West Pharmaceutical Services Inc. is adding staff and modifying production for its new ready-to-use luer-lock pre-fillable syringes and an upcoming staked needle syringe system.
Both pharmaceutical products have syringe barrels made of Crystal Zenith-brand cyclic olefin polymer instead of less-expensive glass.
The company will hire validation engineers and sterilization support staff, said Fran DeGrazio, vice president of marketing and strategic business development. The CZ programs employ 60-100 in full- and part-time positions.
The company manufactures, sterilizes and assembles the luer-lock products at its facilities in Montgomery and Jersey Shore, Pa.; and at the Sakae, Japan, plant of business affiliate Daikyo Seiko Ltd. West Pharmaceutical is targeting customers in North America and Europe, according to DeGrazio.
The company delivers a tub of syringes for direct entry into an aseptic filling line. In addition to the CZ barrel, the ready-to-use system includes a polypropylene rod, rubber-tip cap and rubber plunger.
The cap and plunger are coated with Daikyo FluroTec-brand barrier film to minimize ion-extractable emissions from the polymer and adsorption on the syringe surfaces.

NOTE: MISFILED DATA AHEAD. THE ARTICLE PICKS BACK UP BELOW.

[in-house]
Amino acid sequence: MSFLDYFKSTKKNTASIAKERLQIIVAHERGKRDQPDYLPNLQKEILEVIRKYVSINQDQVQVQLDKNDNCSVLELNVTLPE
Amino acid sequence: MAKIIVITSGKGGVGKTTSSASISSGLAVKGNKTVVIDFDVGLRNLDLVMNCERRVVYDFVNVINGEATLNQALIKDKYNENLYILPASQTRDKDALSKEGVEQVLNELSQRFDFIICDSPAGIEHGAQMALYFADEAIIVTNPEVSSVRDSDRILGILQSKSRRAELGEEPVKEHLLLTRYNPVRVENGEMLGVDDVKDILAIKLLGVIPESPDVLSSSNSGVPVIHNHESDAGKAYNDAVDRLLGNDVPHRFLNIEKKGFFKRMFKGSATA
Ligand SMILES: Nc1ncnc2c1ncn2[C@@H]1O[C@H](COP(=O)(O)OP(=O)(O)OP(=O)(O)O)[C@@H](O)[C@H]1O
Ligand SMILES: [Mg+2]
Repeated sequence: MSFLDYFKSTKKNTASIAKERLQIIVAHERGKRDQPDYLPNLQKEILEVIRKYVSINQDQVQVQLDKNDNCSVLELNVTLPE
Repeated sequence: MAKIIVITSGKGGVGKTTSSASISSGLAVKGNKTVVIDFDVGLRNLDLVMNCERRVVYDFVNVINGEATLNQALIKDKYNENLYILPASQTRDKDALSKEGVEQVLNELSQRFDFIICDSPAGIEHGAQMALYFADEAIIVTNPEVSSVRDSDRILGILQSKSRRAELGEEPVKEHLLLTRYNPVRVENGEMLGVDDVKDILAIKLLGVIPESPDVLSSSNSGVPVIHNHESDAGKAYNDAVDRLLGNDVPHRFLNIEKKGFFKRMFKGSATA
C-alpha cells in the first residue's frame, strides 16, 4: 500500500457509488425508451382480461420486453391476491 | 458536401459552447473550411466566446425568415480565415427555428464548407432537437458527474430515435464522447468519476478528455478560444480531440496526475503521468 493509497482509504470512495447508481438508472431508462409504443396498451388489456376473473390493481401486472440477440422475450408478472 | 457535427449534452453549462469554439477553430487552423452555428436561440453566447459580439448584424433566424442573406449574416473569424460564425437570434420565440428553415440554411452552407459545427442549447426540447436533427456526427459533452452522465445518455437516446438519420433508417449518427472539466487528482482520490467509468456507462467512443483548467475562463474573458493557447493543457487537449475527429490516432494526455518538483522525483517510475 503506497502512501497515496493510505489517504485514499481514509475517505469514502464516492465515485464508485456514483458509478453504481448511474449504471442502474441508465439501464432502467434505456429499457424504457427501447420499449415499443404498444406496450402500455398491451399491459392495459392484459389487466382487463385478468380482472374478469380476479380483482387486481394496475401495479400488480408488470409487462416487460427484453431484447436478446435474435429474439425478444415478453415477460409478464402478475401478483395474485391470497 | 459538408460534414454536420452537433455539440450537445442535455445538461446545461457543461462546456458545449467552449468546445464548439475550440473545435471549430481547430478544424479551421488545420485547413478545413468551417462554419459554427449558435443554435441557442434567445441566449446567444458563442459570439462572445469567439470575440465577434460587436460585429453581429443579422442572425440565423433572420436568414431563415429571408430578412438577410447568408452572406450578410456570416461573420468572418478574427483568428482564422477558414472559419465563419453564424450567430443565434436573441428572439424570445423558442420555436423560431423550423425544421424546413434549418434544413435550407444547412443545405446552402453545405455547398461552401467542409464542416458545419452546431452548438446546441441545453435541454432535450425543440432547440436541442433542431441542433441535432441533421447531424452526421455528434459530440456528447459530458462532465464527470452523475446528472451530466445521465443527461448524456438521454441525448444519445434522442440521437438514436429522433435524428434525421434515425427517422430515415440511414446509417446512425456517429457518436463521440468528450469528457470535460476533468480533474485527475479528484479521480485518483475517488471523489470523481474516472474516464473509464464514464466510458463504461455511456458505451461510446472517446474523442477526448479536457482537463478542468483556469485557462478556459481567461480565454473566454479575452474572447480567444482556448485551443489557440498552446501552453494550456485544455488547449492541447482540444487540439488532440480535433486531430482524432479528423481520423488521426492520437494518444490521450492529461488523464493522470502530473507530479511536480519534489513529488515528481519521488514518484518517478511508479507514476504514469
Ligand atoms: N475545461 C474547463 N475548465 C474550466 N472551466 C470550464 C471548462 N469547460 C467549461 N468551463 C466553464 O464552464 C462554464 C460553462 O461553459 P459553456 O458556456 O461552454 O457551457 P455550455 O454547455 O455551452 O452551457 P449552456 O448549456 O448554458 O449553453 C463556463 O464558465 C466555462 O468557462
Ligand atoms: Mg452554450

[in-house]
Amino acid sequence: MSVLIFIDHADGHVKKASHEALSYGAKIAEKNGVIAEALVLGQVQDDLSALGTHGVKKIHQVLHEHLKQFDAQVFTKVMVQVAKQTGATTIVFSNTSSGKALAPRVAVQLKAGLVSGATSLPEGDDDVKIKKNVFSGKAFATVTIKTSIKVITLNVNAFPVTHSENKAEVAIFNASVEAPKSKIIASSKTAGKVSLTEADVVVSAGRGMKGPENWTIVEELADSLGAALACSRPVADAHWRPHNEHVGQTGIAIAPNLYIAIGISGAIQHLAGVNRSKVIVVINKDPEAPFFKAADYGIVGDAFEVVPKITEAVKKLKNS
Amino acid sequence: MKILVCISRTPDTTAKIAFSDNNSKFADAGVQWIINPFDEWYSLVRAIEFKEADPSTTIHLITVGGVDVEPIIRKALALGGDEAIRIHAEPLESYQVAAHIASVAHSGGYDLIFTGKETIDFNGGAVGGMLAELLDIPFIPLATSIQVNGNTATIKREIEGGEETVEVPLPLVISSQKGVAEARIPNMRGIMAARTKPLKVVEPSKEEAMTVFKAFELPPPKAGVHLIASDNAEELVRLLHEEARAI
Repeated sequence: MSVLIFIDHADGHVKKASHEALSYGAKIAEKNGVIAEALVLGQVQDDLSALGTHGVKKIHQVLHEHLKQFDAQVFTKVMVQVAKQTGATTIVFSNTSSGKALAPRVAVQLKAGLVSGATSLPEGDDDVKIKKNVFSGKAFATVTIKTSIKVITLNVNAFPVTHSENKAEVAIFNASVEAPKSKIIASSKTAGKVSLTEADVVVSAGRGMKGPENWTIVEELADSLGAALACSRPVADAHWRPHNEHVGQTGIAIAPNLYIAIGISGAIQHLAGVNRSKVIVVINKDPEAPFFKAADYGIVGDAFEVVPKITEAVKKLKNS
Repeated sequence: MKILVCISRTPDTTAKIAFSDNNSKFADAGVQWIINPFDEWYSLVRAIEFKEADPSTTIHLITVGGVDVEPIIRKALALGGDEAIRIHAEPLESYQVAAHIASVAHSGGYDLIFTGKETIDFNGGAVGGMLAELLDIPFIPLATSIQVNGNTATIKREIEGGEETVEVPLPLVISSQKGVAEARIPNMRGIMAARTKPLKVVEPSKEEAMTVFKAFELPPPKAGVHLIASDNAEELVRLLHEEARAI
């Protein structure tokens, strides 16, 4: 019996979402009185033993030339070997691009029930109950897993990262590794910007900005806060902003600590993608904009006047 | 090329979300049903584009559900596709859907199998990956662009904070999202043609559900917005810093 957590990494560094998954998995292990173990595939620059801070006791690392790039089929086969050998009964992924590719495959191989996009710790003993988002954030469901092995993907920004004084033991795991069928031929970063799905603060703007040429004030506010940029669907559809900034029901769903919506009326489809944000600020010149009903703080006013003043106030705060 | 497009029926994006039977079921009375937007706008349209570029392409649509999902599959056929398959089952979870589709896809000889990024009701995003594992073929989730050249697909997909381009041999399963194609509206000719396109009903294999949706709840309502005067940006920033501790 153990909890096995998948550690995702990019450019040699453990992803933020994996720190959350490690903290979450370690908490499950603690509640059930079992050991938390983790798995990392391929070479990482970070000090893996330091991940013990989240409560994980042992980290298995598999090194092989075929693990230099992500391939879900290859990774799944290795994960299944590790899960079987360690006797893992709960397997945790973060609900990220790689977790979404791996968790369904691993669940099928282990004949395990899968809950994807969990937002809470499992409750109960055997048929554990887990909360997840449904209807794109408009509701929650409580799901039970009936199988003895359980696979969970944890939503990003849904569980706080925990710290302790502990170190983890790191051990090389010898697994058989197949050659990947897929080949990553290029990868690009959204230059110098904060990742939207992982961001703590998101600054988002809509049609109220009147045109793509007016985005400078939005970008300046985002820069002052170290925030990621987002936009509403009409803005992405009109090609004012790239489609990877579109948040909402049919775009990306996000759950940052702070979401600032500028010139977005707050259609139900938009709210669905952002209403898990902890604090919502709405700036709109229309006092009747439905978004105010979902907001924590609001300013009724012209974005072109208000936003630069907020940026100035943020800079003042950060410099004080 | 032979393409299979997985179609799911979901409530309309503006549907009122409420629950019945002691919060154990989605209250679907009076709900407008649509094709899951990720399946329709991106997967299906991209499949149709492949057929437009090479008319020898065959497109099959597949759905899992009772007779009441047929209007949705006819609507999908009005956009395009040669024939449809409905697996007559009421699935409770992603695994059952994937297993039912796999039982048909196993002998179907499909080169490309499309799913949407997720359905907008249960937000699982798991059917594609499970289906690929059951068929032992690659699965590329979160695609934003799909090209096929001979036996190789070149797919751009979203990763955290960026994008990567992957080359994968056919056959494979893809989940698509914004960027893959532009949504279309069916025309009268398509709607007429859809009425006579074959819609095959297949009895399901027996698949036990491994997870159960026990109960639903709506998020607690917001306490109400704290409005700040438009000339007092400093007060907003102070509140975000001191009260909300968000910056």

Typically, a glass system uses silicone lubricants for a plunger's movement, but the silicone-oil-free CZ system avoids that need, the company said. Silicone oil may be incompatible with some protein concentrations and can degrade the effectiveness of a drug.
West Pharmaceutical introduced the pre-fillable syringes at the April Interpack show in Dusseldorf, Germany.
``Customers and the pharmaceutical industry are becoming more familiar with the [ready-to-use] CZ product and are asking for proprietary containers for specific programs,'' DeGrazio said in a telephone interview from company headquarters in Lionville, Pa.
Separate development work on the insert-molded staked needle syringe due on the market in 2009 takes place at Daikyo and in Scottsdale, Ariz., at Tech Group, a West Pharmaceutical business segment.
The Food and Drug Administration must approve any drug application that uses a new Daikyo CZ syringe system for delivery of a drug product.
The drug applicant is responsible to assure that the drug in the syringe meets applicable drug stability criteria, DeGrazio said. The characteristics of the CZ syringe can help sensitive biopharmaceuticals achieve this requirement due to its inertness, he added.
Nippon Zeon Co. Ltd. of Tokyo manufactures the CZ-brand COP resin and, in 1995, granted Daikyo and West exclusive global rights to use it in pharmaceutical and medical devices.
In addition to the pre-fillable system, Daikyo also manufactures containers and vials produced from the same CZ resin.
DeGrazio withheld volume data but said Daikyo in Japan has doubled its manufacturing capacity for CZ products.